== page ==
Ten homeless people whose belongings were destroyed by the city of Fort Lauderdale will split $40,120 as part of a lawsuit settlement.
The city was sued by the American Civil Liberties Union and Southern Legal Counsel for the city’s May 19, 2017, raid on a homeless camp downtown. Front-end loaders rolled into the high-profile encampment outside the county’s Main Library, and the city “unlawfully seized and destroyed” property, the lawsuit alleged.
Homeless people who were present were able to retrieve their belongings. Others, like Anthony Stone, lost “all that he had — four bags of clothes, mail, family photos, his grandmother’s jewelry and his reading glasses,” the lawsuit said.
“I didn’t get my possessions back; however, the award has allowed me the opportunity to obtain housing and get off the street,” Kevin Rice, one of the plaintiffs, said in a written statement issued by the ACLU and Southern Legal Counsel. City commissioners voted in June to approve the settlement for $82,020.
Half the money will go to the two nonprofits to “cover the costs of litigation and mediation,” the ACLU’s Jacqueline Azis said in an email. “Whatever is left after covering those costs will be divided between our two nonprofit organizations.”
Azis declined to say whether the 10 homeless people will split the $40,120 evenly but said the amount “is substantial to them and will have a meaningful impact in their lives.”
After the park was razed by heavy equipment, the city enclosed it in temporary fencing and closed it for 30 days. City Manager Lee Feldman said the state health department had shut it down because of a rat infestation.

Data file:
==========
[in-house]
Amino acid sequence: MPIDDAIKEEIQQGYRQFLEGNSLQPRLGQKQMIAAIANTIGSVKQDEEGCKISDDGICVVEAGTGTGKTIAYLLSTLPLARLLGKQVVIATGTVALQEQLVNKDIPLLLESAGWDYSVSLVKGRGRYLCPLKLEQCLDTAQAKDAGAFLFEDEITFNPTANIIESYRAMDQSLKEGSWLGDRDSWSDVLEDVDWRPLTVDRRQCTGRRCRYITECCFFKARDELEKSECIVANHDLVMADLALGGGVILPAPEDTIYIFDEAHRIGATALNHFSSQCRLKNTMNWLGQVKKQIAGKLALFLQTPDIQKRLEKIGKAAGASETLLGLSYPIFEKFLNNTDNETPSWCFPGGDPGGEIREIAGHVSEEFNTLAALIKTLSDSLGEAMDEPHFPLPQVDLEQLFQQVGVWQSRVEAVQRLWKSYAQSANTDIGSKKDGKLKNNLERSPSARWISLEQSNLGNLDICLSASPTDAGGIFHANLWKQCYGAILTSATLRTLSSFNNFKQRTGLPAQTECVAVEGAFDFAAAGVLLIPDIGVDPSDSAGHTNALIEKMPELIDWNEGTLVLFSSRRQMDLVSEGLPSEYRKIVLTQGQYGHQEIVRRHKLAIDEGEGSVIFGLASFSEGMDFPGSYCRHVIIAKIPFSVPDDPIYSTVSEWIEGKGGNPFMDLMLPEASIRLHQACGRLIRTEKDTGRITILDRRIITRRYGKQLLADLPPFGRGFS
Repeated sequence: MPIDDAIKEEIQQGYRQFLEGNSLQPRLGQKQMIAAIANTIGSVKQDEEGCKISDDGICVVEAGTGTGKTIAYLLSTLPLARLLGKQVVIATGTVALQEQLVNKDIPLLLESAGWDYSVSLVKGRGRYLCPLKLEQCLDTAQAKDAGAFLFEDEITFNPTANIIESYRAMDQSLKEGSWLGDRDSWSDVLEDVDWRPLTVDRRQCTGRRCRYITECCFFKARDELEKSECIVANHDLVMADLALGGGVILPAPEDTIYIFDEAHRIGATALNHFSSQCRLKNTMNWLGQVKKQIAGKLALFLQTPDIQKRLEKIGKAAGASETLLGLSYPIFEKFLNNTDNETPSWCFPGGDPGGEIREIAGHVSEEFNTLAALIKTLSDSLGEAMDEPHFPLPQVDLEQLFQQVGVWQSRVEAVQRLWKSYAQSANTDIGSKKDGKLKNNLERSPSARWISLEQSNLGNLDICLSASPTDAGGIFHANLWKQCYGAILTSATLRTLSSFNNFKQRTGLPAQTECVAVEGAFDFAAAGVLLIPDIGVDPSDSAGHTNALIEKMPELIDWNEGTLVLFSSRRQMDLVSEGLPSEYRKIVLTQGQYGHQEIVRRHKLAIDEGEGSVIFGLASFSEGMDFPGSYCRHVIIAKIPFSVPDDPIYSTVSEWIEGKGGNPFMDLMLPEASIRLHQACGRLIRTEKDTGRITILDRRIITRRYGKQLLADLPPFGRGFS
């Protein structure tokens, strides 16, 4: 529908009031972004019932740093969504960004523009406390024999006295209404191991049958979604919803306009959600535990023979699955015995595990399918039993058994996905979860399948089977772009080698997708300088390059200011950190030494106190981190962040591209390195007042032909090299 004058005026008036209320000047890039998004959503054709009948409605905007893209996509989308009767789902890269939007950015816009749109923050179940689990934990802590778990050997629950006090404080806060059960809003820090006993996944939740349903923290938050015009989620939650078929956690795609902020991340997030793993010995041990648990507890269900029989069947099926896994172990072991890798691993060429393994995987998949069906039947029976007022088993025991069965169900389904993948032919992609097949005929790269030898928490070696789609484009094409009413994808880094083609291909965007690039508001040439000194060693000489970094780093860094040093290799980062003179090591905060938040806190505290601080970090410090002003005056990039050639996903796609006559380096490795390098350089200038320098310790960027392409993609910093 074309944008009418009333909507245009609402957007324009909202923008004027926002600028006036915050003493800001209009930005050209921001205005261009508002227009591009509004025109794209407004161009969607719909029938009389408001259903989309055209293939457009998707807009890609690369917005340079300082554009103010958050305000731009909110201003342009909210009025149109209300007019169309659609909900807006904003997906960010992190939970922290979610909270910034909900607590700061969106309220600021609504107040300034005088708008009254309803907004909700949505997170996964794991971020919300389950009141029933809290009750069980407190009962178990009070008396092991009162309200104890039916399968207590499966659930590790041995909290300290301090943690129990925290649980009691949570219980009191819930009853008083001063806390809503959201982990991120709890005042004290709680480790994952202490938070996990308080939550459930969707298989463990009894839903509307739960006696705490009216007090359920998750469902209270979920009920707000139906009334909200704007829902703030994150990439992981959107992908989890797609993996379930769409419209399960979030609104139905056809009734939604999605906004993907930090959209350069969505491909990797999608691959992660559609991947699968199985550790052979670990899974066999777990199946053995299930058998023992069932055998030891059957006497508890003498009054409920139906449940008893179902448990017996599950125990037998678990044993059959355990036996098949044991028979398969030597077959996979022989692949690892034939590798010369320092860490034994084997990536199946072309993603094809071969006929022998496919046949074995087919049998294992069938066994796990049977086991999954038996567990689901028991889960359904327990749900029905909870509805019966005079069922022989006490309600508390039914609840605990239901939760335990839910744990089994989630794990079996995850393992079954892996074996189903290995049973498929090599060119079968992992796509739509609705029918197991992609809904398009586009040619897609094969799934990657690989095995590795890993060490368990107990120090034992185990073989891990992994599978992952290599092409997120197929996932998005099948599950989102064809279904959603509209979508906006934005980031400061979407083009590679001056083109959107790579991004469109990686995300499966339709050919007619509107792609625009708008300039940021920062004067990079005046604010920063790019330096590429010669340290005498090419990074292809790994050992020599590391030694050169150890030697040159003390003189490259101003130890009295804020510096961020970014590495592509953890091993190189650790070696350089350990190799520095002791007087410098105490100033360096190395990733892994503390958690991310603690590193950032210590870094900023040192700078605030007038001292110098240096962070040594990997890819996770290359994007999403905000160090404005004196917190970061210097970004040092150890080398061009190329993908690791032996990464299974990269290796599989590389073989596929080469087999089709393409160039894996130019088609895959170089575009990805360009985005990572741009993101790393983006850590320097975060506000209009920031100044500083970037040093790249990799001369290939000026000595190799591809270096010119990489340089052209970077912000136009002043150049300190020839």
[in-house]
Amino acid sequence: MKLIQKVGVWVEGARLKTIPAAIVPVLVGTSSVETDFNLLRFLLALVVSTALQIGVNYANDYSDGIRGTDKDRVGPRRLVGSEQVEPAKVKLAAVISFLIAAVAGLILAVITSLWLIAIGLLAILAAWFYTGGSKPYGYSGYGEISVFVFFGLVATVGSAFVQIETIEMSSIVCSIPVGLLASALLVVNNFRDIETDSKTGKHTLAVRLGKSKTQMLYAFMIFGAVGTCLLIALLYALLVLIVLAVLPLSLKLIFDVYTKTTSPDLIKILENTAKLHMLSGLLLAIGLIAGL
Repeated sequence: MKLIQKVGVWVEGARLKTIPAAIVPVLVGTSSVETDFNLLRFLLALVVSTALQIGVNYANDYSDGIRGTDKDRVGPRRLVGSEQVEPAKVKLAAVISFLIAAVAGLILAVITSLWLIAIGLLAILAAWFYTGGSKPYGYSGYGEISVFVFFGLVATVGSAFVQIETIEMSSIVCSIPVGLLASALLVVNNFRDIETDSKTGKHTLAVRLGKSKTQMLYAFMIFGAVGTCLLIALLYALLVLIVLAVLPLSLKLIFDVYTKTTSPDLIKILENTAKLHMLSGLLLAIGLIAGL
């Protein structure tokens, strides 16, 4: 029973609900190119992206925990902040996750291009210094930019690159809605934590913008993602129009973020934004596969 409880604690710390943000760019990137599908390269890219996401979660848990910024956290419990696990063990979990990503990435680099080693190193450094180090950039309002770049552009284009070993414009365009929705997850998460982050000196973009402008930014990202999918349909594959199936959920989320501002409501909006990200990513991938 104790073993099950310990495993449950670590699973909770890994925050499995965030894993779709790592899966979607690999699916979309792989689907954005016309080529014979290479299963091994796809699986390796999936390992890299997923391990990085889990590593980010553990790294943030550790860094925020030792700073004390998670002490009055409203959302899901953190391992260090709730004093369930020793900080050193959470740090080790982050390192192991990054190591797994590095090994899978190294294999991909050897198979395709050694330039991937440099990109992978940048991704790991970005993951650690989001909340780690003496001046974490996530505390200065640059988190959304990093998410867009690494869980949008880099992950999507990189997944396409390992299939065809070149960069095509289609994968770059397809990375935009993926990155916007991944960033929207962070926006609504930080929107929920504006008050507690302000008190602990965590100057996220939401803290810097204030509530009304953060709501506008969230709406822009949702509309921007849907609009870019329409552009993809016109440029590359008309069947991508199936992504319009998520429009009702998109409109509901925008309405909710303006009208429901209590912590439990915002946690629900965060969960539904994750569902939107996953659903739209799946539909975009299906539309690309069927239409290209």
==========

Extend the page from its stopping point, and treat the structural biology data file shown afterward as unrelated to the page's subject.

“When the Department of Health had to intervene,” Mayor Jack Seiler told a crowd at a public event soon after, “we had to act.”
The South Florida Sun Sentinel later reported that records showed the city had ratted itself out to the state health department.
Dean Trantalis, then a commissioner and now mayor of Fort Lauderdale, called the city’s actions a “total disgrace” at the time, saying he was ”fully ashamed” it had been done.
City officials have said they’re willing to help the homeless, but they don’t want them camping in the middle of downtown. The city is working with the county and courts to find a solution. The encampment returned to the site but edged closer to the county-owned library so that it’s no longer on city property. The county is still considering how to close the camp and help those living there find housing.
“The actions of the city were clearly misguided,” Trantalis said Wednesday. “When I think about the money spent, and resources that could have been devoted to helping the homeless instead of trying to shoo them out of the city, I am now relieved that the new commission has embraced a more sympathetic and realistic approach to working through our homeless situation.”